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SHRAGER Origin of surname

SHRAGER

Surnames derive from one of many different origins. Sometimes there may be more than one explanation for the same name. This family name derives from a Jewish value or religious concepts. It is also derived from an Aramaic personal name or title. The Jewish surname Shrager, in which the German/Yiddish suffix "-er" means "of/from" and can stand for "son of", is derived from the male personal name Shraga, a Hebrew name deriving from the Aramaic for "fire/light". It is associated with wisdom and sharpness of mind. In talmudic times, people credited with bringing light or intellectual clarity to their subject were given the Hebrew name Meir ("one who enlightens"), Yair ("he will bring light") or the Aramaic forms, Nehorai, Nahor, Shraga. As personal names, Uri and Schraga often appeared in combination as an apotropaism, given in order to ward off danger and evil. An infant orphaned of both parents would be given the secular name Vives (an equivalent of Hayyim, that is "life"), and also the Hebrew Uri Shraga as a symbolic reference to the two departed souls.

Many Jewish family names are derived from these terms, their variants or patronymics (a name derived from a male ancestor's personal name), or from their translations into different languages, such as the Greek Phoebus, the Latin Lucius, the Spanish Lombroso, the German Licht and Feuer.
ID Number:
132620
Written by researchers of ANU Museum of the Jewish People
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Marcel Saragea (born Marcel Srager) (1914-1998), physician and researcher, born in Barlad, Romania. He attended high school in Barlad and then graduated from the Faculty of Medicine of the University of Bucharest. A specialist in immunology and allergology, he is the author of important medical works and established the pathophysiology education in Romania serving as head of this department at the University of Medicine and Pharmacy in Bucharest. Saragea was CEO of the Amalia and Dr. Moses Rosen Nursing Home of the Federation of the Jewish Communities in Romania (FCER) and a member of the FCER leadership.  His publications include the two volume Tratat de fiziopatologie (“Treatise on pathophysiology”, 1985).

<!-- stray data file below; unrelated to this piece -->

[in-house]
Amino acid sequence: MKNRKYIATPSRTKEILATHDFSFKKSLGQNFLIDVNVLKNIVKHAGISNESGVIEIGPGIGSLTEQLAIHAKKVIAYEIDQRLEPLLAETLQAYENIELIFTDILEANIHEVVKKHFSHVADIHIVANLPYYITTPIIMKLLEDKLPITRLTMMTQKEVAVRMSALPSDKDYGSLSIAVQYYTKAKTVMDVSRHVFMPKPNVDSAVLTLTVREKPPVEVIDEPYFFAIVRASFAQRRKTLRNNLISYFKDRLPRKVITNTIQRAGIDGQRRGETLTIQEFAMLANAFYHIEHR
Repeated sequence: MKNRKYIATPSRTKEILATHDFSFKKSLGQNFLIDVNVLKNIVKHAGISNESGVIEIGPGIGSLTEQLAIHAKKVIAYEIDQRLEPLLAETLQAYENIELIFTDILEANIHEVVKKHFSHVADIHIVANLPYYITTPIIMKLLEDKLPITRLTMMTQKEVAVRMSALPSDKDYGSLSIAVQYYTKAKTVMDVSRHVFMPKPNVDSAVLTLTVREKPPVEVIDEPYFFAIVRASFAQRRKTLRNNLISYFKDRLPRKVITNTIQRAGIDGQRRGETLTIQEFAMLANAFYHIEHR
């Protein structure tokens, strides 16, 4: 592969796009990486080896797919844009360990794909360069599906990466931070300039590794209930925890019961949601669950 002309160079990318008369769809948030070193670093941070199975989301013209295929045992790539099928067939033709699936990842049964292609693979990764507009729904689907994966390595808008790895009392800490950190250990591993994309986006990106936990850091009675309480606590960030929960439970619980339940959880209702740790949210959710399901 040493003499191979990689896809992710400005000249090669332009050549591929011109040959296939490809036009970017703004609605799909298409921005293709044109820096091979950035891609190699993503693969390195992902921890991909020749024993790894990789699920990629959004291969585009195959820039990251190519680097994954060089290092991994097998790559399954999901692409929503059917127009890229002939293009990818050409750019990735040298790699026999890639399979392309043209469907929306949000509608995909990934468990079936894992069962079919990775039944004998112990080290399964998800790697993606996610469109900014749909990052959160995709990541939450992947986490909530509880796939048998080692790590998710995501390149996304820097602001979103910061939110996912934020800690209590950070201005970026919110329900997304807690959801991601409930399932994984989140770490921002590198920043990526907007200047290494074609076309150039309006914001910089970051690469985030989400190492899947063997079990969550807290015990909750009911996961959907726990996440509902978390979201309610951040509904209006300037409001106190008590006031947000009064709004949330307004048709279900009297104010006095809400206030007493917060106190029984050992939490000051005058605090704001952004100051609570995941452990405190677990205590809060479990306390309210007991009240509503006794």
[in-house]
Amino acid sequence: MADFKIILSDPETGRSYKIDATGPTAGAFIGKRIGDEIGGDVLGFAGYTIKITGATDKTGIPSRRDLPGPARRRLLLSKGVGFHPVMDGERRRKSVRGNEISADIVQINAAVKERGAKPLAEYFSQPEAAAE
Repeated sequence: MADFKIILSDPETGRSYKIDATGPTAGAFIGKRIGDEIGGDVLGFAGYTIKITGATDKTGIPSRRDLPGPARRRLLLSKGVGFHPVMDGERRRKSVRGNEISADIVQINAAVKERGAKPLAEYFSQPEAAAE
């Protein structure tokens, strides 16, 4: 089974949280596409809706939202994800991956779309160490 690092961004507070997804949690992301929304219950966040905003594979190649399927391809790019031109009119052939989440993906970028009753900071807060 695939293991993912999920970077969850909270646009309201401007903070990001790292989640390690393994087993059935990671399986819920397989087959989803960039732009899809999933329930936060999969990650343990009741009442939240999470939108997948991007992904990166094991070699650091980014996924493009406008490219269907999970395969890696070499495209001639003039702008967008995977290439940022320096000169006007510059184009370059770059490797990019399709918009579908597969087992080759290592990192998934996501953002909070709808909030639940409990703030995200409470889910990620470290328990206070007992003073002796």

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Would you like to help us improving the content? Send us your suggestions
SHRAGER Origin of surname
SHRAGER

Surnames derive from one of many different origins. Sometimes there may be more than one explanation for the same name. This family name derives from a Jewish value or religious concepts. It is also derived from an Aramaic personal name or title. The Jewish surname Shrager, in which the German/Yiddish suffix "-er" means "of/from" and can stand for "son of", is derived from the male personal name Shraga, a Hebrew name deriving from the Aramaic for "fire/light". It is associated with wisdom and sharpness of mind. In talmudic times, people credited with bringing light or intellectual clarity to their subject were given the Hebrew name Meir ("one who enlightens"), Yair ("he will bring light") or the Aramaic forms, Nehorai, Nahor, Shraga. As personal names, Uri and Schraga often appeared in combination as an apotropaism, given in order to ward off danger and evil. An infant orphaned of both parents would be given the secular name Vives (an equivalent of Hayyim, that is "life"), and also the Hebrew Uri Shraga as a symbolic reference to the two departed souls.

Many Jewish family names are derived from these terms, their variants or patronymics (a name derived from a male ancestor's personal name), or from their translations into different languages, such as the Greek Phoebus, the Latin Lucius, the Spanish Lombroso, the German Licht and Feuer.
Written by researchers of ANU Museum of the Jewish People
Marcel Saragea

Marcel Saragea (born Marcel Srager) (1914-1998), physician and researcher, born in Barlad, Romania. He attended high school in Barlad and then graduated from the Faculty of Medicine of the University of Bucharest. A specialist in immunology and allergology, he is the author of important medical works and established the pathophysiology education in Romania serving as head of this department at the University of Medicine and Pharmacy in Bucharest. Saragea was CEO of the Amalia and Dr. Moses Rosen Nursing Home of the Federation of the Jewish Communities in Romania (FCER) and a member of the FCER leadership.  His publications include the two volume Tratat de fiziopatologie (“Treatise on pathophysiology”, 1985).